Hillary Clinton said what about Iran?

This is pretty tone deaf - even for our Secretary of State. Lamenting the idea that Iran used to be a a society with fair elections and different points of view exchanged in the leadership when Ayatollah Khomeini was Supreme Leader is just plain batty, as Abe Greenwald at Commentary points out:

The following is not hyperbole: the U.S. secretary of state has praised the freedom and pluralism of Iran's Khomeinist revolution. In a lamentation for the passing of the good ol' days, Hillary Clinton told an audience in Doha, Qatar, that today's Iran is "a far cry from the Islamic republic that had elections and different points of view within the leadership circle."However, it's what this praise is offered in service of that's most reprehensible: the reassertion of centralized power by Tehran's autocratic clerics and politicians. Clinton has determined that a Revolutionary Guard coup is underway, and she urged the government to "take back the authority which they should be exercising on behalf of the people."

Because we know how admirably it wields such authority.

The way the Obama administration sees things, the pre-June 12 mullahgarchy was fine and dandy. Sure, it was "death to America, death to Israel" every day, and there were public child-hangings and other exotic goodies that go with any "great country"; but with a little "mutual respect" and "open-hand" treatment, the mullahs would deal on the nuclear issue. So when hordes of democratic protesters took to the streets to topple Washington's negotiating partners, the administration would have none of it. President Obama would "bear witness" as the regime broke Iranian skulls and leave things at that. As Reuel Marc Gerecht put it, Obama "gives the distinct impression that he'd rather have a nuclear deal with Khamenei than see the messiness that comes when autocracy gives way to representative government." A weak argument could be mounted in Obama's defense if a nuclear deal with Khamenei were even the vaguest possibility.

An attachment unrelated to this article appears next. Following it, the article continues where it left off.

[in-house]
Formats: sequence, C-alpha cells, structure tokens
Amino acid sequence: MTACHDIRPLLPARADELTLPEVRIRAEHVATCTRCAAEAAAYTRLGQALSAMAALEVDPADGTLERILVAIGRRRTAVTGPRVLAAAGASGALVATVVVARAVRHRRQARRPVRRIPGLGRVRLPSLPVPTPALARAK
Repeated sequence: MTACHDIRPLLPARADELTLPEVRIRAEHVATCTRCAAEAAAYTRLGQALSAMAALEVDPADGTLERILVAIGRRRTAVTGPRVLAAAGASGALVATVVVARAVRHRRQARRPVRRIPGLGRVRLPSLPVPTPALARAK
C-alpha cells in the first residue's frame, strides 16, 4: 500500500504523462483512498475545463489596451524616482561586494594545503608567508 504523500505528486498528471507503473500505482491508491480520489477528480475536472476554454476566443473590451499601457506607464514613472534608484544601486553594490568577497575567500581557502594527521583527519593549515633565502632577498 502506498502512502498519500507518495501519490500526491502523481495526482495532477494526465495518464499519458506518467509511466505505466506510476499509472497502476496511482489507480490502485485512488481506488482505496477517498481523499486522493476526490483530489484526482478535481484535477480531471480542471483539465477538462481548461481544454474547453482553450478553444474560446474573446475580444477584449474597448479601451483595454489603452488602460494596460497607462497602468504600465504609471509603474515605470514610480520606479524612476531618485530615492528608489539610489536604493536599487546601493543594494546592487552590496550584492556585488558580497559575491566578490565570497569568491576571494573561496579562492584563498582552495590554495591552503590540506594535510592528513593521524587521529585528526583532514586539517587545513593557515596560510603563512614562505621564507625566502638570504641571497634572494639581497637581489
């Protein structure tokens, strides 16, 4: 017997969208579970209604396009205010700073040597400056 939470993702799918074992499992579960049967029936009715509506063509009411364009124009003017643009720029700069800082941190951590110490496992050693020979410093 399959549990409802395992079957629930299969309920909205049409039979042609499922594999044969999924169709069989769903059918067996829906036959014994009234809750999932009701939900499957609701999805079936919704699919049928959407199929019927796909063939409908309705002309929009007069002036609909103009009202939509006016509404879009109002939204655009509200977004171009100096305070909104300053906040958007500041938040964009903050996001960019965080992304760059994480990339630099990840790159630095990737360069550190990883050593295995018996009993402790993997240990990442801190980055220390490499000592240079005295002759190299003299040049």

This week, Obama has Clinton running around the Middle East calling Iran all sorts of names and offering as surprising news the fact that the Revolutionary Guards have taken over the government for all intents and purposes. It may be news to the administration but many, less naive observers noticed the rise of the Rev Guards these past few years as one of their own - President Ahmadinejhad - has become the most influential president in Iran's history. The Guards are under the command of Supreme Leader Khamenei, and he has allowed them to stake claims on 2/3 of the economy while moving into the various government ministries. Ahmadinejad's close relationship with the Guards has assured him a larger role in government.

Whatever Clinton and Obama are trying to accomplish with this increased chest thumping will come to naught. They are too late. After spending the last year trying to appease the Iranians, even going so far as to keep virtually silent in the face of the Iranian government's aggression against its own people, they have precious little credibility when they criticize the Islamic Republic now.

 

Hat Tip: Ed Lasky